Russian Foreign Minister Sergey Lavrov and his Japanese counterpart are calling for further development in strategic relations between the two countries. They met in Moscow to discuss economic, territorial and international issues.
Japanese Foreign Minister Taro Aso also held talks with the Head of Russia's National Security Council, Igor Ivanov. And later he is attending the opening of the new Japanese Embassy in Moscow.
Both Russian Foreign Minister and his Japanese counterpart were modest in their rhetoric, bringing the main topics of discussion behind closed doors. But even though not much was said to the press, both seemed quite willing to co-operate.“In recent months our relationships have received a strong impetus following important agreements reached by leaders of both countries and after Russian prime-minister’s recent visit to Japan,”
said Sergey Lavrov. “An important factor in the development of Japanese-Russian relations is the rapid development of the Russian economy. Russia's membership in G8, its high economic development rate, and the participation in the Brazil, Russia, India and China group contribute to the proper development of Russian-Japanese relations,”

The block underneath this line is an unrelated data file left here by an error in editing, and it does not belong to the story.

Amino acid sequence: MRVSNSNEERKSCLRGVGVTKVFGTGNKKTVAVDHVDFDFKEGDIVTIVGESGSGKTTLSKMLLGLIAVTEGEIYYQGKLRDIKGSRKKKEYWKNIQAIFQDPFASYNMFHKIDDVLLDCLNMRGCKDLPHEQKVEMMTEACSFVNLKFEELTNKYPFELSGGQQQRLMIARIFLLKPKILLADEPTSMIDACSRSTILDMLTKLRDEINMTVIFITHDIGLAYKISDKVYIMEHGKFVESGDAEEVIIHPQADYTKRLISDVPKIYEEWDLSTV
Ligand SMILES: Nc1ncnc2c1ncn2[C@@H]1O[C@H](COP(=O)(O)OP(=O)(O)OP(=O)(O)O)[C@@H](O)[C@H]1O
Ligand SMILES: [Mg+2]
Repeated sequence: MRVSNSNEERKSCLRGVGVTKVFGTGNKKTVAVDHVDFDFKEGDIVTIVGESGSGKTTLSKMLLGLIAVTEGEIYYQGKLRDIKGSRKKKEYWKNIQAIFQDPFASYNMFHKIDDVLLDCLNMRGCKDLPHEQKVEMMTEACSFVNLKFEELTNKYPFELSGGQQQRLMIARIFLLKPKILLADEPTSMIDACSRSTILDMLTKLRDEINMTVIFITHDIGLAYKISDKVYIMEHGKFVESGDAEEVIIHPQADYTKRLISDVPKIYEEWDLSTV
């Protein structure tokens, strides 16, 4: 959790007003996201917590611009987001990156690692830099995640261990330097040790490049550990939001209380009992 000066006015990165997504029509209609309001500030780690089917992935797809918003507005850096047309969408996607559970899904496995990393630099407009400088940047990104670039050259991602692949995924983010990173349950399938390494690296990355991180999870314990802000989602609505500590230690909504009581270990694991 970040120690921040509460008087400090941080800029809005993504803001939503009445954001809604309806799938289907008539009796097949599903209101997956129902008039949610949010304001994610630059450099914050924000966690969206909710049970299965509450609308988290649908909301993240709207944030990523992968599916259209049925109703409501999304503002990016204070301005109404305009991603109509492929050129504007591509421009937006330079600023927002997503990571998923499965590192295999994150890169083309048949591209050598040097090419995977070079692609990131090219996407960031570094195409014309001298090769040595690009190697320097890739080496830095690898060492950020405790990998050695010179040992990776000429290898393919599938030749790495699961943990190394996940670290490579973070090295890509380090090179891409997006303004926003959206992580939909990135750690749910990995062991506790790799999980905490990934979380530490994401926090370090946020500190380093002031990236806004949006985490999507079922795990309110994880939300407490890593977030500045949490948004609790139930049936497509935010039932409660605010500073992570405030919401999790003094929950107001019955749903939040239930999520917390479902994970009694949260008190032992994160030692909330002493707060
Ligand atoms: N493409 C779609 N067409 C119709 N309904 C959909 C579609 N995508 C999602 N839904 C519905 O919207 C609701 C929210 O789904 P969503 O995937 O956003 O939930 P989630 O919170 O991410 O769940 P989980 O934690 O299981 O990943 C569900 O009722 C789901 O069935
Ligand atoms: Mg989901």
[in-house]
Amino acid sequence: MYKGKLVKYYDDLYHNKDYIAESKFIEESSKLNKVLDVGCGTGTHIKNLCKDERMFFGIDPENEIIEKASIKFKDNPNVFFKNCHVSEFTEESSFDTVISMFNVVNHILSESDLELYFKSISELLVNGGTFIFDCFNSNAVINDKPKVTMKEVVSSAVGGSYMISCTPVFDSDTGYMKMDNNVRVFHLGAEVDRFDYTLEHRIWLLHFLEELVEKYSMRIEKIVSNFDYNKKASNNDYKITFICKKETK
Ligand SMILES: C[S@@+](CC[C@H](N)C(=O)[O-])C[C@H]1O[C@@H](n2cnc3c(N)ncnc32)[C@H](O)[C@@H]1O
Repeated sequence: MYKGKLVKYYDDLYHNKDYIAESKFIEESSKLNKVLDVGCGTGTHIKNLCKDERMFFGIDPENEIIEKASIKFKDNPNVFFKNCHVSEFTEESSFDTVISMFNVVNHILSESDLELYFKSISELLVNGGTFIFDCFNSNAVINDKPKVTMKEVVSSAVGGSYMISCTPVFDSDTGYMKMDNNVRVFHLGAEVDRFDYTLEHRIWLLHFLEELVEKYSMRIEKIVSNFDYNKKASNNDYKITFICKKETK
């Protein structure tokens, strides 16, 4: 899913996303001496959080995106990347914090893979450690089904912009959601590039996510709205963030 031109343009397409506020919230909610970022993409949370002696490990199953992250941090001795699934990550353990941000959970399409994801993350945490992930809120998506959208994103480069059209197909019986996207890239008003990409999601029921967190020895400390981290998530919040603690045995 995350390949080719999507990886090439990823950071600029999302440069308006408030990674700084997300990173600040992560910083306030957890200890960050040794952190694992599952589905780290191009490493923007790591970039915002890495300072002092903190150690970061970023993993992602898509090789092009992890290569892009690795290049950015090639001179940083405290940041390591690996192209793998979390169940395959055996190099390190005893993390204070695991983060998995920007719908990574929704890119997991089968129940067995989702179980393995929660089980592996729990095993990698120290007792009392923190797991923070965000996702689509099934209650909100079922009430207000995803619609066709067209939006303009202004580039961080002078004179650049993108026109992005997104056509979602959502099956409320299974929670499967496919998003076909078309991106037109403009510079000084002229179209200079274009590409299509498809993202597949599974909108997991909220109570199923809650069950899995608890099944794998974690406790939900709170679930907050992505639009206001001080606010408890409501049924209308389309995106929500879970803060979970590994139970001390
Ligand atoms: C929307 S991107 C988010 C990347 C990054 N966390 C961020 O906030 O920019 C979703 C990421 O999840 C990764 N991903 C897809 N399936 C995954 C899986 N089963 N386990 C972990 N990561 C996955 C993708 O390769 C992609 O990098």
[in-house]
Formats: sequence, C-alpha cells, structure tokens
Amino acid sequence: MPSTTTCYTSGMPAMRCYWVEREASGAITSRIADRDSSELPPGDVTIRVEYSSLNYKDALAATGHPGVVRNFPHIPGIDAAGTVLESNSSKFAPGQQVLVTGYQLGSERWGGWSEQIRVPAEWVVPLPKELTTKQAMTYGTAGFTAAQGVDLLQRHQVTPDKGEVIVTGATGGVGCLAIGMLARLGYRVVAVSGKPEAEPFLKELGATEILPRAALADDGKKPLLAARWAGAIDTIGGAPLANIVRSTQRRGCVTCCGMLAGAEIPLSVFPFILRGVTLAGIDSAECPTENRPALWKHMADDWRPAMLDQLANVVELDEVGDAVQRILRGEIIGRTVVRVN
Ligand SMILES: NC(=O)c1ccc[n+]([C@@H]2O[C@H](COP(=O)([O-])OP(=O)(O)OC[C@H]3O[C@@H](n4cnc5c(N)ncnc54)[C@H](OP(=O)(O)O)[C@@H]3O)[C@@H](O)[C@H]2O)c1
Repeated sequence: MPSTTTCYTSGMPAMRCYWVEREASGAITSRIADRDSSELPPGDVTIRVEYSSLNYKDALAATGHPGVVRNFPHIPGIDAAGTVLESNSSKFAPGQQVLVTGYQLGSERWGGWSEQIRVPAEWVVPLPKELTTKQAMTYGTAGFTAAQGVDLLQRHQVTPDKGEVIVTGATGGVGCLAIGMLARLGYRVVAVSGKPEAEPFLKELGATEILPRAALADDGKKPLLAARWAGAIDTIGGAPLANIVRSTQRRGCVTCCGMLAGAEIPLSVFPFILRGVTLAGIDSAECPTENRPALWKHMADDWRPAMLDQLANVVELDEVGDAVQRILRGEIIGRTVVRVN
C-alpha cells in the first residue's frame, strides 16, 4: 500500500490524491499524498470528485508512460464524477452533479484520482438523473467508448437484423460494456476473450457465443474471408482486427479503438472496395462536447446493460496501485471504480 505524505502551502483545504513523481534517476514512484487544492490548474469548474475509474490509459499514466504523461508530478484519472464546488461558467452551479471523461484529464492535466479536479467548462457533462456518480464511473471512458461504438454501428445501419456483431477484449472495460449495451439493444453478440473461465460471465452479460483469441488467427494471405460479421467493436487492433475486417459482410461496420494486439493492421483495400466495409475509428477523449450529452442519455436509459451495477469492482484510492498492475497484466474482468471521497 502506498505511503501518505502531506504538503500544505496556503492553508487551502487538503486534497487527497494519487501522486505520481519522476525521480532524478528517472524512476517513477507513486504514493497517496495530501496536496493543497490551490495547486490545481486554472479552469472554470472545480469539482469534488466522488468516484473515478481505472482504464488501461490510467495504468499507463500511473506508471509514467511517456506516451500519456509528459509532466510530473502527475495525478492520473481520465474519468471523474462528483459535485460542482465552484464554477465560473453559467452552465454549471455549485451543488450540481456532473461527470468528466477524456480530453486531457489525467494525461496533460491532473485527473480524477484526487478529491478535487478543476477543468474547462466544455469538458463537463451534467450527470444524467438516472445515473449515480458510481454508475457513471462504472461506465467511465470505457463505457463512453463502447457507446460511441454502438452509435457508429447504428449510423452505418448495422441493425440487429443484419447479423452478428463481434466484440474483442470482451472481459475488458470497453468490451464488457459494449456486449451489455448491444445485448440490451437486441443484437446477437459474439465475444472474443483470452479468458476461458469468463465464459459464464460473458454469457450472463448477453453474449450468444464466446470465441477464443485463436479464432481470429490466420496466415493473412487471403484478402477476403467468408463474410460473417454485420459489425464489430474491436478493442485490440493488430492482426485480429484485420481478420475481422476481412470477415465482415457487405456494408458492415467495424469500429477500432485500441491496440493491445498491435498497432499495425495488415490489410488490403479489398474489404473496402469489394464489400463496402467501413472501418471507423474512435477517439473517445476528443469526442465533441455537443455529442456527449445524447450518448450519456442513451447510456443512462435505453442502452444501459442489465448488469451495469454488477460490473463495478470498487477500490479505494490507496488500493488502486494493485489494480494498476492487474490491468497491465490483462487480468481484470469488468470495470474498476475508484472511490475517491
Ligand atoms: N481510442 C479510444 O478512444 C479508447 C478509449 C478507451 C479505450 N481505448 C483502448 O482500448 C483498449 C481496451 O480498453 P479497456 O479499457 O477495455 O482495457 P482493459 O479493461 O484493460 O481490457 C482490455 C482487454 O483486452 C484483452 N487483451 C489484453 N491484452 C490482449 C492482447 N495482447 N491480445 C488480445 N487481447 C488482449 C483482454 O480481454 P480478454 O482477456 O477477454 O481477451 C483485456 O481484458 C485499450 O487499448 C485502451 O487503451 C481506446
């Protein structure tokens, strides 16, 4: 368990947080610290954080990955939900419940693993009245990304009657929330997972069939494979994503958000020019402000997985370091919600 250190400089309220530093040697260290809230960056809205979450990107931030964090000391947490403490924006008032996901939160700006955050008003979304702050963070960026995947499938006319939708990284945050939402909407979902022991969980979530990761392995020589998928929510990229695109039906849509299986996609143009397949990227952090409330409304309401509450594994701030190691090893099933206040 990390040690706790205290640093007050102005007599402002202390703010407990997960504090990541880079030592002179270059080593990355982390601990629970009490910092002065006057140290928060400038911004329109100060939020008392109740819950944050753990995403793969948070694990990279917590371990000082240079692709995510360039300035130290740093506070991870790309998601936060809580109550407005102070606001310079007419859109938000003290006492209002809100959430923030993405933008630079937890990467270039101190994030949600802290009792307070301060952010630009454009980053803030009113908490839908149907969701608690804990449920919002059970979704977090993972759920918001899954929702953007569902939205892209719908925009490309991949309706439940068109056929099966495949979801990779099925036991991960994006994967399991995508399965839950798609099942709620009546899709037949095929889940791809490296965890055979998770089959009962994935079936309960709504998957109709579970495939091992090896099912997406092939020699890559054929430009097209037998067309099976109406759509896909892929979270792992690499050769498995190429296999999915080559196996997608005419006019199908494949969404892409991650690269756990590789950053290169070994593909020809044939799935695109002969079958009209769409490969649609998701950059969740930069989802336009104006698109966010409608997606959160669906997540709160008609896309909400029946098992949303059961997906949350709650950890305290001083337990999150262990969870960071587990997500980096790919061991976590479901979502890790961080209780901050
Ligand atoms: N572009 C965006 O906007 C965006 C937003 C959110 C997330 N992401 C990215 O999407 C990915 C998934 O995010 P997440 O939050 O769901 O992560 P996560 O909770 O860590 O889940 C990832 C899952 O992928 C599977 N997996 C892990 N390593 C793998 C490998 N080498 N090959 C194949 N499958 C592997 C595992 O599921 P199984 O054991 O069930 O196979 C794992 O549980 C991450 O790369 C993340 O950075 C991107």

Tarp Aso noted.
Since the end of the Second World War, the Russian-Japanese relationship has been strained to say the least. And this is the stumbling block – the islands of Iturup, Habomai, Shikotan and Kunashir, better known as the Kuril Islands.
Soviet troops seized them at the dusk of the Second World War and proclaimed them Soviet territory. Ever since, Tokyo has been demanding their return. This dispute between the two countries has prevented them from signing a permanent peace treaty.
A joint declaration ratified by Tokyo and Moscow in 1956 promised Japan two of the islands. But Russia insists a peace treaty should be signed first.“Russia will confirm readiness for continuing the dialogue on this question and a search for a mutually acceptable solution,”
stressed Mikhail Kamynin, Russian Foreign Ministry Spokesman.
But despite the lack of negotiated solution, Russian-Japanese economic relations are now experiencing a steady rise.
In the last several years, Japan has grown into eighth largest investor into Russia, in particular giving financial support to the residents of the four Southern Kuril Islands.
Energy co-operation between the two states has also become stronger. Japan is investing about $US 10 BLN into Russia's Sakhalin oil and gas project. With plans to join efforts in hi-tech, transport, communications and space also discussed.
Those projects are expected to be on the table when Russian President Vladimir Putin meets Japanese Prime Minister Shinzo Abe in June.
It is not clear whether or not the two leaders will discuss the dispute over the Kuril Islands or even a permanent peace treaty.